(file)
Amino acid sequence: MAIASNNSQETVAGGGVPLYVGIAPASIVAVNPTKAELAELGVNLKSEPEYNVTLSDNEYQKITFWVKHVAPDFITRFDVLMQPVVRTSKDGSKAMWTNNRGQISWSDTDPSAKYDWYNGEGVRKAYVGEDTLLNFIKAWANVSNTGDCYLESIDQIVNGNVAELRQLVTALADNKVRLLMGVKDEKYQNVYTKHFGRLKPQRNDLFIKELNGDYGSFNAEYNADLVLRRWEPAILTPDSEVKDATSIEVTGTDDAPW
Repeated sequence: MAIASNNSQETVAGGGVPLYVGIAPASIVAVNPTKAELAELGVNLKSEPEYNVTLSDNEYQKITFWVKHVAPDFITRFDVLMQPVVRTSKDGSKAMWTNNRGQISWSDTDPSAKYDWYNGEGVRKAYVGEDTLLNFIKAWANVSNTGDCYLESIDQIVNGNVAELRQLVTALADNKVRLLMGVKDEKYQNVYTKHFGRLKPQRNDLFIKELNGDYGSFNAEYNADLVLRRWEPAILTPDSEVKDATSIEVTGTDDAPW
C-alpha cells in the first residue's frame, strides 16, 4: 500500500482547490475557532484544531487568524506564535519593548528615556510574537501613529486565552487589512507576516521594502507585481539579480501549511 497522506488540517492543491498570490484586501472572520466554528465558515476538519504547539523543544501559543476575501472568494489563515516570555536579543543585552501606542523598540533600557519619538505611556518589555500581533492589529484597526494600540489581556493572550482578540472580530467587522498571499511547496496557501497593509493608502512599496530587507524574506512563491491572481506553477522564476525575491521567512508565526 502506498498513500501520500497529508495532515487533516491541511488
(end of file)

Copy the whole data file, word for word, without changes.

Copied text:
Amino acid sequence: MAIASNNSQETVAGGGVPLYVGIAPASIVAVNPTKAELAELGVNLKSEPEYNVTLSDNEYQKITFWVKHVAPDFITRFDVLMQPVVRTSKDGSKAMWTNNRGQISWSDTDPSAKYDWYNGEGVRKAYVGEDTLLNFIKAWANVSNTGDCYLESIDQIVNGNVAELRQLVTALADNKVRLLMGVKDEKYQNVYTKHFGRLKPQRNDLFIKELNGDYGSFNAEYNADLVLRRWEPAILTPDSEVKDATSIEVTGTDDAPW
Repeated sequence: MAIASNNSQETVAGGGVPLYVGIAPASIVAVNPTKAELAELGVNLKSEPEYNVTLSDNEYQKITFWVKHVAPDFITRFDVLMQPVVRTSKDGSKAMWTNNRGQISWSDTDPSAKYDWYNGEGVRKAYVGEDTLLNFIKAWANVSNTGDCYLESIDQIVNGNVAELRQLVTALADNKVRLLMGVKDEKYQNVYTKHFGRLKPQRNDLFIKELNGDYGSFNAEYNADLVLRRWEPAILTPDSEVKDATSIEVTGTDDAPW
C-alpha cells in the first residue's frame, strides 16, 4: 500500500482547490475557532484544531487568524506564535519593548528615556510574537501613529486565552487589512507576516521594502507585481539579480501549511 497522506488540517492543491498570490484586501472572520466554528465558515476538519504547539523543544501559543476575501472568494489563515516570555536579543543585552501606542523598540533600557519619538505611556518589555500581533492589529484597526494600540489581556493572550482578540472580530467587522498571499511547496496557501497593509493608502512599496530587507524574506512563491491572481506553477522564476525575491521567512508565526 502506498498513500501520500497529508495532515487533516491541511488